EU flag flying

Ironically, the surprise Conservative victory delivered in this year’s general election has left David Cameron with no choice but to confront his biggest fear – a referendum on Britain’s membership of the European Union.

Until now, the prime minister has been able to wriggle out of his “cast iron guarantee”, due to being in coalition with the Liberal Democrats. However, now with a majority, no longer can he simply pay lip-service to his Eurosceptic backbenchers, or even certain members of his own cabinet.

It is already clear that under no circumstances will Cameron campaign for an EU exit, despite the huff and puff he has previously blathered in an attempt to appease those tempted by UKIP. His desire to achieve so little reform in his apparent renegotiations is more than proof of that.

But why are the Eurosceptics correct and the integrationists wrong? Here are six reasons why the EU sucks ass.

1. The European CommissionHeadquarters of the European Commission

 

You would assume that the most powerful politicians in all of Europe are democratically elected, but no. The European Commission – the face of the EU and sole proposer of legislation – is entirely appointed. That alone makes the face somewhat faceless and, unsurprisingly, it has led to the creation of a bureaucratic behemoth.

In quite farcical scenes last year, new Commission president Jean-Claude Juncker was “elected” via a secret ballot by the European Parliament – a total non-shock considering he was the only candidate. Then there is Jose Manuel Barroso, who served in the post for a decade – he was a Maoist during his student days. Isn’t that charming?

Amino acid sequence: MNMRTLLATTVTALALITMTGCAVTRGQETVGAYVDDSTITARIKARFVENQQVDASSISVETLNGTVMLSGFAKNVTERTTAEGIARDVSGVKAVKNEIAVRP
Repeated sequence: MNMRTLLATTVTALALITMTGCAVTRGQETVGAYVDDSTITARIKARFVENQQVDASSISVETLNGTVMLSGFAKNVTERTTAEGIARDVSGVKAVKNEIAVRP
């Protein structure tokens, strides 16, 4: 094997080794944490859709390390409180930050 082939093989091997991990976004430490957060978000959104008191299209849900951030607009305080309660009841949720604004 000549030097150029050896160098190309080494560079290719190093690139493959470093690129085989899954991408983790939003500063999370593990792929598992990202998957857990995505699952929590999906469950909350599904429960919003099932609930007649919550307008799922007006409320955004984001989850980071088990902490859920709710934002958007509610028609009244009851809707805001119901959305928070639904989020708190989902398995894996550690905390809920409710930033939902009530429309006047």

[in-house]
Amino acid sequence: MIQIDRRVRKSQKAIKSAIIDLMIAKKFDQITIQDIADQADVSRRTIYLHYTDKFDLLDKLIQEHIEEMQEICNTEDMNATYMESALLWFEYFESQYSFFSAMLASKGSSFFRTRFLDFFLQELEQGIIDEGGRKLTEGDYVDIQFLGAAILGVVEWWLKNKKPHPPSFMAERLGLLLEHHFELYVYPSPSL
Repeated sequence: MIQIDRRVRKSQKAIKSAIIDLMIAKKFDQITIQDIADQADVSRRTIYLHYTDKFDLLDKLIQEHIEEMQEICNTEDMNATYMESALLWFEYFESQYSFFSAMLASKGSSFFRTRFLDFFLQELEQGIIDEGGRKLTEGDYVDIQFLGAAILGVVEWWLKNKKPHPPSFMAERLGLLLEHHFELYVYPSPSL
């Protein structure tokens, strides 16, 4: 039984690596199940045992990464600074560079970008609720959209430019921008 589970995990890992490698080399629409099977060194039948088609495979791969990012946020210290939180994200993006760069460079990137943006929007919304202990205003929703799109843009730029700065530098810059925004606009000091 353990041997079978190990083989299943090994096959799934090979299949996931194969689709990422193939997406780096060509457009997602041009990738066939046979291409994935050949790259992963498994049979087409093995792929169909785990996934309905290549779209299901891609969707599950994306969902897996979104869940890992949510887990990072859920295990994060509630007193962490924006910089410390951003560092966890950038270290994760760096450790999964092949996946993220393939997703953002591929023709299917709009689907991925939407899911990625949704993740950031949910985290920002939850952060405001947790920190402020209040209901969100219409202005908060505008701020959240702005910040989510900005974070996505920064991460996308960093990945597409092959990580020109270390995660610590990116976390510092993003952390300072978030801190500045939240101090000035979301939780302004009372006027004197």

The UK’s two most recent representatives on the Commission, Baroness Catherine Ashton and Lord Jonathan Hill (currently a commissioner in a finance portfolio) are remarkably unrecognisable, yet apparently worthy of obscene salaries. Lady Ashton was one of the highest paid female politicians in the world during her time as High Representative for Foreign Affairs, and she is still receiving an EU pay cheque despite no longer being in the role.

Considering all of that, this bunch shouldn’t have the power to make laws for most of a continent. But since we don’t elect them, we can’t exactly vote them out.

2. The euro

The euro was supposed to be the currency to bring stability and prosperity to nations across Europe. With the project now nearly 15 years it’s safe to say it hasn’t done either – not that anything different could have been expected given it was doomed from the start.

The Euro convergence criteria was set up to determine which countries were economically suitable for joining the single currency. Upon only three member states meeting that criteria, the conditions were twisted until more could make it in. Inevitably, those who had to be shoehorned in are ultimately paying the price. Case in point: Greece.

The Mediterranean country is drowning in their own debt, yet having relinquished fiscal sovereignty, there is little they can do to help themselves. Ideally they would return to the drachma and devalue, in effort to kick-start their economy. However, economic chaos across Europe would be the likely consequence of a Greek exit, hence pushing the default button is far easier said then done, leaving Greece in the lurch.

Economies are different, therefore trying to set a common fiscal policy is madness. At least Britain managed to steer well clear of this omnishambles.

Trade and lost sovereignty coming up…

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Malcolm is a hotshot copywriter and journalist with a flair for the written word. If he isn't writing fabulously entertaining articles for The Bloke Diary, he's working as a copywriter and blogger. If you like what you read, you can hire Malcolm for extremely competitive prices.